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Book Review: '10 Billion Days And 100 Billion Nights'


From NPR News, this is ALL THINGS CONSIDERED. I'm Robert Siegel.


And I'm Lynn Neary. Most people's idea of Japanese science fiction begins and ends with Godzilla, the 1950s nuclear-spawned creature from the deep. But perhaps the greatest Japanese science-fiction novel of all time, first published in 1967, is now available in an English translation. It's called "Ten Billion Days and One Hundred Billion Nights" by Ryu Mitsuse. Alan Cheuse has our review.

ALAN CHEUSE, BYLINE: "Ten Billion Days and A Hundred Billion Nights," that's a lot of time, but Ryu Mitsuse covers all of it in under 300 pages, and the result is quite fabulous. The novel ranges from the creation of our planet and universe all the way to its near-death from entropy, the end of all heat in the universe, plus the characters. Mitsuse doesn't mess around. First comes Plato and then a universal goddess named Asura and then Siddartha, the Buddha, and Jesus of Nazareth.

We follow them through history, which then explodes into a super-historical battle for the universe and a series of amazing shootouts with the goddess and Plato and Siddartha on one side and Jesus on the other. It's all a kind of magical mystery tour. We meet the last of the citizens of Atlantis. We visit fantastic cities, watch demonstrations of great powerful inventions and new weapons. And I know this sounds as though the novel is so far out you may not want to try it, but Mitsuse's grasp of science, philosophy and religion lend this swiftly moving narrative a solid base, even though now and then he packs so much information into his sentences that a reader can sometimes feel as stunned as Asura in her one-on-one energy weapon duel with Jesus. "Ten Billion Days and A Hundred Billion Nights," and you can read it all in just a few days.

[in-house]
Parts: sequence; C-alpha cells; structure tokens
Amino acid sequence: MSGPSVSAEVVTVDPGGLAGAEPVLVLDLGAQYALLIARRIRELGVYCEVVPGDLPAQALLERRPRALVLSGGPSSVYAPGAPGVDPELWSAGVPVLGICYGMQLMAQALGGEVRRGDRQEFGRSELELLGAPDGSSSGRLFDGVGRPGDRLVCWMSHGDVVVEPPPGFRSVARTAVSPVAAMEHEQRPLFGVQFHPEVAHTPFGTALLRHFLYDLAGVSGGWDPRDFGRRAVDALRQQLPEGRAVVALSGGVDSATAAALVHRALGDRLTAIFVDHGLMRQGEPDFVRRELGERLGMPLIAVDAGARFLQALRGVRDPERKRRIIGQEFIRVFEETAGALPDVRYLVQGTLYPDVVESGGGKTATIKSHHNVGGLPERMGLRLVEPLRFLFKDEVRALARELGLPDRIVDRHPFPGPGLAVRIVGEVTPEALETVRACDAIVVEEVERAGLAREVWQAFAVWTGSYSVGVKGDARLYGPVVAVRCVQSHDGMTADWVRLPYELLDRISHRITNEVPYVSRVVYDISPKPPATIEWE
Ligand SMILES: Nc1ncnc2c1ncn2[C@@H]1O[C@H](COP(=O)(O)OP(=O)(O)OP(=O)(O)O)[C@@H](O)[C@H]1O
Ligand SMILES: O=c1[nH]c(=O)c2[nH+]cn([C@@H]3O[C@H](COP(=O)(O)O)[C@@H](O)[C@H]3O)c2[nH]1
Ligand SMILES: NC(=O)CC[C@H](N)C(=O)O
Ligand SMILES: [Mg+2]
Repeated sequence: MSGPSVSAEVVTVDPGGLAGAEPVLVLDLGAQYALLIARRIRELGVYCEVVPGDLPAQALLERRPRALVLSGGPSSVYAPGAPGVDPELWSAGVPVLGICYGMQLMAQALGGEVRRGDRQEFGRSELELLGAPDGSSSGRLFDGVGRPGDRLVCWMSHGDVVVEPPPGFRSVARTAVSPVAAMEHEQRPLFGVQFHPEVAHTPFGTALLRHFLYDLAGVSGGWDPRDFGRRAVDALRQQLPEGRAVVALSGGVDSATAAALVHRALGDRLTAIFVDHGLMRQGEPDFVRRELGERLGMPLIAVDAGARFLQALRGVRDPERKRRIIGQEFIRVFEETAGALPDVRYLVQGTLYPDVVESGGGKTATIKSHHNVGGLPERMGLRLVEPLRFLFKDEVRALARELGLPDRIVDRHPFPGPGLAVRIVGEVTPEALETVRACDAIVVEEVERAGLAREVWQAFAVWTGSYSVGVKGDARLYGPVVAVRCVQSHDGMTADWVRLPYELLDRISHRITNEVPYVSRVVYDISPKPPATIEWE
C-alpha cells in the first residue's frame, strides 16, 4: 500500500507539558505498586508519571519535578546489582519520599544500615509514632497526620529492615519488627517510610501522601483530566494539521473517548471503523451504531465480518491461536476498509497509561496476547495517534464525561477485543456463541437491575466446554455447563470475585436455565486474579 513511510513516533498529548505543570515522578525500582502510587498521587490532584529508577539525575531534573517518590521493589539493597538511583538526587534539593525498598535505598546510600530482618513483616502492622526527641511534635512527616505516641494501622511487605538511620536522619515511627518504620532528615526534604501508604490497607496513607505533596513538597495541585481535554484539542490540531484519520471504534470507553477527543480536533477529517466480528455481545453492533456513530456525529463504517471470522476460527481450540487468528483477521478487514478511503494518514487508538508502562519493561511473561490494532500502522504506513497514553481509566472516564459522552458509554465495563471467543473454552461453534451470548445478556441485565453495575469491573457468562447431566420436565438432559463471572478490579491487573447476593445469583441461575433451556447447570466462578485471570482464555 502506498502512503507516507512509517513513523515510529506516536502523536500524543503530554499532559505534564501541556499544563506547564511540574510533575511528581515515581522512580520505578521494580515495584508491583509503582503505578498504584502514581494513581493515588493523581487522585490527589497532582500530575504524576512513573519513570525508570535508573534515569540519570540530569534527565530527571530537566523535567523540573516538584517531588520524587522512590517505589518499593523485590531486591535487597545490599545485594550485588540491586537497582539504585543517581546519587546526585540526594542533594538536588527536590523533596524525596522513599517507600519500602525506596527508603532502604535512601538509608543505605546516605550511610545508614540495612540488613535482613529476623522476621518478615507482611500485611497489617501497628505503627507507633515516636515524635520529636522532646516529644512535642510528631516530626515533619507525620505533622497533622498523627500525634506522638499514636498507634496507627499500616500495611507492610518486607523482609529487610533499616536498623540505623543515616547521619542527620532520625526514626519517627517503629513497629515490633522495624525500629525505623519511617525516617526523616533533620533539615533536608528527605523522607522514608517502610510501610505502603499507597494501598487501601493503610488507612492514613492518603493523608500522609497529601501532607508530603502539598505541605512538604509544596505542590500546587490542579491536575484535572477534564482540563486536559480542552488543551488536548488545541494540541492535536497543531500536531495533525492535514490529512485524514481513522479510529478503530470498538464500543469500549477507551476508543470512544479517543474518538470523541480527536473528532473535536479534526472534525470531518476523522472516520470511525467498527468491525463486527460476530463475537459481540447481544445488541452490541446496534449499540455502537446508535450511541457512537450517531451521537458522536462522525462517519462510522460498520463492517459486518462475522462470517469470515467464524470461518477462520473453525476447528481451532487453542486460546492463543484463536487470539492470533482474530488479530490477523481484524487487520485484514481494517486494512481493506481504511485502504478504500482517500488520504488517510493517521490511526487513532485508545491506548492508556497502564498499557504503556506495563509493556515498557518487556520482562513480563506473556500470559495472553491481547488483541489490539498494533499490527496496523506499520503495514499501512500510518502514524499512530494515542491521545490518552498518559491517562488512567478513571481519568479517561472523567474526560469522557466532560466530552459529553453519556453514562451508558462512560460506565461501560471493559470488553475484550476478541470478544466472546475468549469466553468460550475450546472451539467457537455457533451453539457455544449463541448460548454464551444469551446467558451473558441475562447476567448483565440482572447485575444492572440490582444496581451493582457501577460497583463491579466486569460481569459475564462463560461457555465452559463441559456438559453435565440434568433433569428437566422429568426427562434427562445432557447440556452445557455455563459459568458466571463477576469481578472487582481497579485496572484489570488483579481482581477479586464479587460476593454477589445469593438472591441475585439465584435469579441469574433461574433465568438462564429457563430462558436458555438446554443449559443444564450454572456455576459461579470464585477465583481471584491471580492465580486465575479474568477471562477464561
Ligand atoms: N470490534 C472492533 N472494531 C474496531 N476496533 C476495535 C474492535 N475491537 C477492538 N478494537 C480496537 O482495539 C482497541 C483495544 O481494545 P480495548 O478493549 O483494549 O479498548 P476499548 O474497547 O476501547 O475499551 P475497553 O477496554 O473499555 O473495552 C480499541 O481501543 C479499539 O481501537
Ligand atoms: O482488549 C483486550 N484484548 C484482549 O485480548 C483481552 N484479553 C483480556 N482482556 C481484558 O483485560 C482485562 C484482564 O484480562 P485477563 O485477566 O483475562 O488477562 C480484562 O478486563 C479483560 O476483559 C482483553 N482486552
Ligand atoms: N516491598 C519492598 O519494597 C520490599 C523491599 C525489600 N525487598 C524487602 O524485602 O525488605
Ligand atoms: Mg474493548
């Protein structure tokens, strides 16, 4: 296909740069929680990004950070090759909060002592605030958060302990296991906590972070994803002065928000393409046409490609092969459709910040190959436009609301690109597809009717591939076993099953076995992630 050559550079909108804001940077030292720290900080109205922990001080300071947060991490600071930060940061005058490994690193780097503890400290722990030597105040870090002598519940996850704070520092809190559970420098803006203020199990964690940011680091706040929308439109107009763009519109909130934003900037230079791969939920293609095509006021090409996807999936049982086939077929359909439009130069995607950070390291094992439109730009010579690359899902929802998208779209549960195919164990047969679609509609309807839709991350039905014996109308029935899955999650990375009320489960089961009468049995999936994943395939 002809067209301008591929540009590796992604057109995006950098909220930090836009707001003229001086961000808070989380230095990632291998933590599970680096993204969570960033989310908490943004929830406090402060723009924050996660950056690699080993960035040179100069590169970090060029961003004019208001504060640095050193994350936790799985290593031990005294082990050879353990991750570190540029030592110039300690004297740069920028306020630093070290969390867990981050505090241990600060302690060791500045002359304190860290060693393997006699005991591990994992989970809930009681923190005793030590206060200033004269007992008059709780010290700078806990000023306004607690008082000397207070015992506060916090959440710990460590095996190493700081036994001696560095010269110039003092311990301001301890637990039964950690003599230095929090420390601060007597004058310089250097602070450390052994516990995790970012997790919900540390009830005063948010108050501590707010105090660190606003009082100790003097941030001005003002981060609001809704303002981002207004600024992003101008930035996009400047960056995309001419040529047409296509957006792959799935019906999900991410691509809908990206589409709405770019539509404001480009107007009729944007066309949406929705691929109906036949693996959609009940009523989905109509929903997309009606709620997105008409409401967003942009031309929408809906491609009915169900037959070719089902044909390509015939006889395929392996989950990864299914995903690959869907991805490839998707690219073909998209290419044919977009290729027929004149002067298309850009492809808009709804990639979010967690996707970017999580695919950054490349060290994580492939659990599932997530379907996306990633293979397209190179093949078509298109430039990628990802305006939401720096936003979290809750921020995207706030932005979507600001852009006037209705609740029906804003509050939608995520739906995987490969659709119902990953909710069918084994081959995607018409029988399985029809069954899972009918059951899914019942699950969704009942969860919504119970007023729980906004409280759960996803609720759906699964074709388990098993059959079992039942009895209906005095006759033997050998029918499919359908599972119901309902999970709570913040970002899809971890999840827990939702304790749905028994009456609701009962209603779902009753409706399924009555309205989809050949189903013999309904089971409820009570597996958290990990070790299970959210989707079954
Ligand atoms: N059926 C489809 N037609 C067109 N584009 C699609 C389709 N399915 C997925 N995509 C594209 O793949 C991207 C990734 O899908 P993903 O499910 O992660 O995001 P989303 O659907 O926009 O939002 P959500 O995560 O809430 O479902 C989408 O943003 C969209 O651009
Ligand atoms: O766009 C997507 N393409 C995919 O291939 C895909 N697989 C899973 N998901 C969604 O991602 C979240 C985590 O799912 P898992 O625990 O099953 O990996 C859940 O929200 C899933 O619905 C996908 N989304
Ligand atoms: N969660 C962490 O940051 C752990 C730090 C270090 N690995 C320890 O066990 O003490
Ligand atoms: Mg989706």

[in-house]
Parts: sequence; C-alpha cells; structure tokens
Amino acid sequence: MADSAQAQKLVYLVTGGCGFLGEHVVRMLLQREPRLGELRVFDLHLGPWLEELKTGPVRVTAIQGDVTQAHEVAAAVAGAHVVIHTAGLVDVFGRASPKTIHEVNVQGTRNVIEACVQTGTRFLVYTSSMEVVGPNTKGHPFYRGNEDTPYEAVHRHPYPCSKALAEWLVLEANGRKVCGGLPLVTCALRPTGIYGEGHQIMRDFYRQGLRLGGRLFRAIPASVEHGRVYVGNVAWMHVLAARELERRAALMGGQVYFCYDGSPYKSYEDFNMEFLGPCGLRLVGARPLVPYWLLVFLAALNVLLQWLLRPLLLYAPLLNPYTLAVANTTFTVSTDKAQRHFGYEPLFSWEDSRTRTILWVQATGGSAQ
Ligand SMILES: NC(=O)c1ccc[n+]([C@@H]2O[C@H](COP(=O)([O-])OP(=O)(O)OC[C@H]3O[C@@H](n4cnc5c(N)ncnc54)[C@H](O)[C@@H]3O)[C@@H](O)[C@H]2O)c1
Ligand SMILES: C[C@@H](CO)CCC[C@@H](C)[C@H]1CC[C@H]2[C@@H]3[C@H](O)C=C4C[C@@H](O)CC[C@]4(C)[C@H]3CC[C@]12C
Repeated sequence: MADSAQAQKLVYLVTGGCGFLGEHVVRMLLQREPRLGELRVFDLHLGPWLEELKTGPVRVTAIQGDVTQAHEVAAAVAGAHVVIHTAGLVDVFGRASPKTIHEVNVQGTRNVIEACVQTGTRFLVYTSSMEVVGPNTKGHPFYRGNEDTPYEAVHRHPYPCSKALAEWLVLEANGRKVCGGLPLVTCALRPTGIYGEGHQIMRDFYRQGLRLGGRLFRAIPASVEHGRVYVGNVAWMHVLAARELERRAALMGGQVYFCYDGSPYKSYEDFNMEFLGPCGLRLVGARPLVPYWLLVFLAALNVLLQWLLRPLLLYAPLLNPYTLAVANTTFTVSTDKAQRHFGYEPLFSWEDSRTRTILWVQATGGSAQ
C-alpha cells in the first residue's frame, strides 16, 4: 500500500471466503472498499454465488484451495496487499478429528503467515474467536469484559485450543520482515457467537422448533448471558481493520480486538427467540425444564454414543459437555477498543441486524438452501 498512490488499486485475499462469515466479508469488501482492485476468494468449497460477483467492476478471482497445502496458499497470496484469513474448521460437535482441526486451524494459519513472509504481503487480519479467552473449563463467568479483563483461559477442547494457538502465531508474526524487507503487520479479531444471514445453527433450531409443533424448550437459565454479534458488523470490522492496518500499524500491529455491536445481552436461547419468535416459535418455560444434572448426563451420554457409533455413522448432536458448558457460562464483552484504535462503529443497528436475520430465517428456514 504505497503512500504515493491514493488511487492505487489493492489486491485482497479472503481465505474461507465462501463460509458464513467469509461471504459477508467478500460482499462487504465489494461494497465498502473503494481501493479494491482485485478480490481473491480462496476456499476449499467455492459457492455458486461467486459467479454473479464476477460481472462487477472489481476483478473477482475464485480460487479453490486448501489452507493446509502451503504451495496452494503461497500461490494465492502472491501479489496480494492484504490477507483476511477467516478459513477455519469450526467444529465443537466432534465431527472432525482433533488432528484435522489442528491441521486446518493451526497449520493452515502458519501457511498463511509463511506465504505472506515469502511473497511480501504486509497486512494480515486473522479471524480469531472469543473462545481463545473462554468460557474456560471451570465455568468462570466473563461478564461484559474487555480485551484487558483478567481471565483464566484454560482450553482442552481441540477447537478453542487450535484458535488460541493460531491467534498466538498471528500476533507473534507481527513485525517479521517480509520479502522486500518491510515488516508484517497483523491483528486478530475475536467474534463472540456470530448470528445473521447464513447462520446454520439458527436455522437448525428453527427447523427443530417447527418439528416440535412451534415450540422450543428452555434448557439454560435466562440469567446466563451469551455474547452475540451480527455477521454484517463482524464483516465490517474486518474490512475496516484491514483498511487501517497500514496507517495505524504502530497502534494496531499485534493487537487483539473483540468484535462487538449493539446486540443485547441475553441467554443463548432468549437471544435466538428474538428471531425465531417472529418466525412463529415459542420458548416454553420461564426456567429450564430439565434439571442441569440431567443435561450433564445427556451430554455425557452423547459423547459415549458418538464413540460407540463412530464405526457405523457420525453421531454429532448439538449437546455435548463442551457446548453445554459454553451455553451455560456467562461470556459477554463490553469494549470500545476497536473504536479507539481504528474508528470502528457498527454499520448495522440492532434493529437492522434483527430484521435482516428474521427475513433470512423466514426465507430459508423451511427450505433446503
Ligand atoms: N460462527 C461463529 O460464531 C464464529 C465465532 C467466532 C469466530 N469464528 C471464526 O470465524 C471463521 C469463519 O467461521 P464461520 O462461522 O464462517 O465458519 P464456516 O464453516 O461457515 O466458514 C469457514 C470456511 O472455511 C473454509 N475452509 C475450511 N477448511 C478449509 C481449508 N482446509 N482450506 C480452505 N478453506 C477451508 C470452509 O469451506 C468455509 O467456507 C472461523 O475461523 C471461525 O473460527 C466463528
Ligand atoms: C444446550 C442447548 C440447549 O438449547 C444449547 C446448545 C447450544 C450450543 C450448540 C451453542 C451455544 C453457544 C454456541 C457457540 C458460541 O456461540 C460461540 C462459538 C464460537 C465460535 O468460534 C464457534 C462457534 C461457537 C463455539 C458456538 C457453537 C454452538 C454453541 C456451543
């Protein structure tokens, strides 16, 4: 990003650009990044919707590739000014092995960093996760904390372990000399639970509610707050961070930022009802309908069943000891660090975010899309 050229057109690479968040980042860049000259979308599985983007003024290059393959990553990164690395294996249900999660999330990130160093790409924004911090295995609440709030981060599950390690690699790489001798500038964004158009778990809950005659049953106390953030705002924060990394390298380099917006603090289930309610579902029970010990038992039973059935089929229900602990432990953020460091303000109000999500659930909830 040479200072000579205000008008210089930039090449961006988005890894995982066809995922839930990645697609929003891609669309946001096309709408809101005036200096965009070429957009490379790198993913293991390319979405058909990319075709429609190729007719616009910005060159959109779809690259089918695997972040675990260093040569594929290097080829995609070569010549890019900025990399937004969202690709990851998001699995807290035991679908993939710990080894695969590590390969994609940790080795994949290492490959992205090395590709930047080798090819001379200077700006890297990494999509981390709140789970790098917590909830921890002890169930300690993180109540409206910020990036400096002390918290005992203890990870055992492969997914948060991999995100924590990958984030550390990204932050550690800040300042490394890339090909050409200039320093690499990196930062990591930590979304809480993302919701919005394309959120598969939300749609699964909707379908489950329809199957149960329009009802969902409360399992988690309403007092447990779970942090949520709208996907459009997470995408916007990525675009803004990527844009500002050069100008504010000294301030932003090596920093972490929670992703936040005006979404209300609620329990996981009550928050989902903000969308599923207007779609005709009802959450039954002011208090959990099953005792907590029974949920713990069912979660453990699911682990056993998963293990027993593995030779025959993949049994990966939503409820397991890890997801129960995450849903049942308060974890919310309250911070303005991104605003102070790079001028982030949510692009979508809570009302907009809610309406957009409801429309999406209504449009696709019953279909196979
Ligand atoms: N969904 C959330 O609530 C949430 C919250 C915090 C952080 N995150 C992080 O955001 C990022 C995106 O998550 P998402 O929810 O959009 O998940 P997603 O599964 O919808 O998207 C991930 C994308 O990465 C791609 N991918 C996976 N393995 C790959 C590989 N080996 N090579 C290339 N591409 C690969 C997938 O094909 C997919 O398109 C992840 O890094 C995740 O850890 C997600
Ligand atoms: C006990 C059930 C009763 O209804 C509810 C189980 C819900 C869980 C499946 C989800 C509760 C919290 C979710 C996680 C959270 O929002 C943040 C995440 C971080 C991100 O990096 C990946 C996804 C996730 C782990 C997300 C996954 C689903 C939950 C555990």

NEARY: The book is "Ten Billion Days and One Hundred Billion Nights" by Ryu Mitsuse. Alan Cheuse teaches writing at George Mason University in Fairfax, Virginia. Transcript provided by NPR, Copyright NPR.

Alan Cheuse
Alan Cheuse died on July 31, 2015. He had been in a car accident in California earlier in the month. He was 75. Listen to NPR Special Correspondent Susan Stamburg's retrospective on his life and career.
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